When most think of a microwave, they think of that little magic box that you can heat food in really fast. An entire industry of frozen foods has sprung up from the invention of the household microwave oven, and it would be difficult to find a household without one. You might be surprised that microwave ovens, or reactors to be more accurate, can also be found in chemistry labs and industrial complexes throughout the world. They are used in organic synthesis – many equipped with devices to monitor the pressure and temperature while heating. Most people probably don’t know that most food production facilities use microwave-based moisture solids analyzers. And there’s even an industry that uses microwaves with acids to dissolve or digest samples quickly. In this article, we’re going to look beyond the typical magnetron / HV power supply / electronics and instead focus on some other peculiarities of microwave reactors than you might not know.

Single vs Multimode

The typical microwave oven in the millions of households across the world is known as multimode type. In these, the microwaves will take on typical wavelike behavior like we learned about in physics 101. They will develop constructive and destructive interference patterns, causing ‘hot spots’ in the cavity. A reader tipped us off to this example, where [Lenore] uses a popular Indian snack food to observe radiation distribution in a multimode microwave cavity. Because of this, you need some type of turntable to move the food around the cavity to help even out the cooking. You can avoid the use of a turn table with what is known as a mode stirrer. This is basically a metal ‘fan’ that helps to spread the microwaves throughout the cavity. They can often be found in industrial microwaves. Next time you’re in the 7-11, take a look in the top of the cavity, and you will likely see one.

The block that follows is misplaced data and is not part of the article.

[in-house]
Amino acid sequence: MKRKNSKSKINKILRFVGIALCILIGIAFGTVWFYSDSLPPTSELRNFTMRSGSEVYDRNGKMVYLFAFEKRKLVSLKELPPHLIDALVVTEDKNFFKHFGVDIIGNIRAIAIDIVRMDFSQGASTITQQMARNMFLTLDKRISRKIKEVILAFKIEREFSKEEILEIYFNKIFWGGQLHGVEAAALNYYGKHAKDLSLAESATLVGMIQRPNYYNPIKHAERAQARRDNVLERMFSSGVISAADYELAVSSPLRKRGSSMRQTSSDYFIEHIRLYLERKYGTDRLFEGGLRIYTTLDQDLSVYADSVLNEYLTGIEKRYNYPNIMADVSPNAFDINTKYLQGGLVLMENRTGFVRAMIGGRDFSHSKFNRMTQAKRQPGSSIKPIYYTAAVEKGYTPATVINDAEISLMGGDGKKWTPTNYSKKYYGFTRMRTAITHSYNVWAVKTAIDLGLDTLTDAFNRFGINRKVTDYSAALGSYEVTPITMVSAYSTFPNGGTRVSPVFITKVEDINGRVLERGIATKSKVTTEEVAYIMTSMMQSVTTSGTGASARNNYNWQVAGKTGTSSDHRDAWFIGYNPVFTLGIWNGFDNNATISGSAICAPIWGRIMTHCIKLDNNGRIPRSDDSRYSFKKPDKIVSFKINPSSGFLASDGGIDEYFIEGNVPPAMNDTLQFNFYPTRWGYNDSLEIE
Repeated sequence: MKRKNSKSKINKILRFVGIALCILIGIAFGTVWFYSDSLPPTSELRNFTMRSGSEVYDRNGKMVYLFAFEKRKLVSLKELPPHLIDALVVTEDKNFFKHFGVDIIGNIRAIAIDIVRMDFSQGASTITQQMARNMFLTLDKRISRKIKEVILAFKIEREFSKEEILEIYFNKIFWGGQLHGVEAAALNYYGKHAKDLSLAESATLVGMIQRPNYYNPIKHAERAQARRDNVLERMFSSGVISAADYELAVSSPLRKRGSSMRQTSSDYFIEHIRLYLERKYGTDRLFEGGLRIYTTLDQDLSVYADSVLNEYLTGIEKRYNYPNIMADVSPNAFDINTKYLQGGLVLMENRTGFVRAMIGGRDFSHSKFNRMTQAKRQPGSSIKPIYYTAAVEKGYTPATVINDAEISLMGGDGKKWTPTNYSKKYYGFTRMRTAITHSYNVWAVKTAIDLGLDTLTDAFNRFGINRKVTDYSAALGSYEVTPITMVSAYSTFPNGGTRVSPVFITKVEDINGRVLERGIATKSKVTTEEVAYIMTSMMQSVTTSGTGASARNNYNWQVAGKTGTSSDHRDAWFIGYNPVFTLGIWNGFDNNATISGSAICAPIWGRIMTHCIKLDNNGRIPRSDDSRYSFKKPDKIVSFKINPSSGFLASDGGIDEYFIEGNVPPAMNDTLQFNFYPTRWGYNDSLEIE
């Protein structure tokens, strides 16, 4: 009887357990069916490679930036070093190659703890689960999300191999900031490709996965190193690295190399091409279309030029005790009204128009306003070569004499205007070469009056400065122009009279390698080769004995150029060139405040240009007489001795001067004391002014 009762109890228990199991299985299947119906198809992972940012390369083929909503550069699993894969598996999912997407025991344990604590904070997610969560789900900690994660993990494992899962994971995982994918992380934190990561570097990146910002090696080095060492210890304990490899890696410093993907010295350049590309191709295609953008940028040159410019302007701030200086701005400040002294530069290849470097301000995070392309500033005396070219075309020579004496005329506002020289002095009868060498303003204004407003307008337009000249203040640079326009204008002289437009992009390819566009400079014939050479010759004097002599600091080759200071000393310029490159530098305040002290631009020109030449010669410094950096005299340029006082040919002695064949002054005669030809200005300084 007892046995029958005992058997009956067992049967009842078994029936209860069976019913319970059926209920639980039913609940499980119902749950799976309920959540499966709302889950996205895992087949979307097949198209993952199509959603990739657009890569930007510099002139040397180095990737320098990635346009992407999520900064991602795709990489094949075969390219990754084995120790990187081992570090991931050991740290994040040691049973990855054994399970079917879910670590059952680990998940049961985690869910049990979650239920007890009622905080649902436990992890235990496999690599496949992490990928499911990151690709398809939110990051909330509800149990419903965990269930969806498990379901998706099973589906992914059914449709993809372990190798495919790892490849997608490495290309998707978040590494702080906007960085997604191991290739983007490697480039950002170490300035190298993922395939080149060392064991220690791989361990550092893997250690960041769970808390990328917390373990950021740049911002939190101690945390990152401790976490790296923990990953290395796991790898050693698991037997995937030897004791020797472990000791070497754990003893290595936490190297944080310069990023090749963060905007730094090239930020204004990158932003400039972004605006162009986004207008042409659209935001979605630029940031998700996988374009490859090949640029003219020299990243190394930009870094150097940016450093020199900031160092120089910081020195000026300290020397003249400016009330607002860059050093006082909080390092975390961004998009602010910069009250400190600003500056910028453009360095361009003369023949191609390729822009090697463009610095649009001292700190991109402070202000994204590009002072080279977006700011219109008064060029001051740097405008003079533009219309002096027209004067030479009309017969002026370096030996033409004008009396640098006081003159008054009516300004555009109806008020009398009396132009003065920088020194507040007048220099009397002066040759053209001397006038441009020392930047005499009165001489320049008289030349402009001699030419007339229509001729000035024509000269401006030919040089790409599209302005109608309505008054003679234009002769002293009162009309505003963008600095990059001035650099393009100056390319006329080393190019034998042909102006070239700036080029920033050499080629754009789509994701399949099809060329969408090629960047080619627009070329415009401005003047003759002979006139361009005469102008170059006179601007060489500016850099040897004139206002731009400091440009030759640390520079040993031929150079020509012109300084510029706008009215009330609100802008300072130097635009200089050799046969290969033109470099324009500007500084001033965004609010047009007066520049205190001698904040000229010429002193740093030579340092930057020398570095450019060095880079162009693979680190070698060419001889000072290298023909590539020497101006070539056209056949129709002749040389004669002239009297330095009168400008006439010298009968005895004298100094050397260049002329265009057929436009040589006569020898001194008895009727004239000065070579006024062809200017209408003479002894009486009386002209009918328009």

Multimode microwaves also require an isolator to protect the magnetron from reflected energy. These work like a diode, and do not let any microwaves bounce back and hit the magnetron. It absorbs the reflected energy and turns it into heat. It’s important to note that all microwave energy must be absorbed in a multimode cavity. What is not absorbed by the food will be absorbed by the isolator. Eventually, all isolators will fail from the heat stress. Think about that next time you’re nuking a small amount of food with a thousand watts!

Single Mode microwaves are what you will find in chemistry and research labs. In these, the cavity is tuned to the frequency of the magnetron – 2.45GHz. This allows for a uniform microwave field. There is no interference, and therefore no hot or cold spots. The microwave field is completely homogenous. Because of this, there is no reflected energy, and no need for an isolator. These traits allow single mode microwaves to be much smaller than multimode, and usually of a much lower power as there is a 100% transfer of energy into the sample.  While most multimode microwaves are 1000+ watts, the typical single mode will be around 300 watts.

single vs multimode cavity

Power Measurement

Most microwave ovens only produce one power level. Power is measured and delivered by the amount of time the magnetron stays on. So if you were running something at 50% power for 1 minute, the magnetron would be on for a total of 30 seconds. You can measure the output power of any microwave by heating 1 liter of water at 100% power for 2 minutes. Multiply the difference in temperature by 35, and that is your power in watts.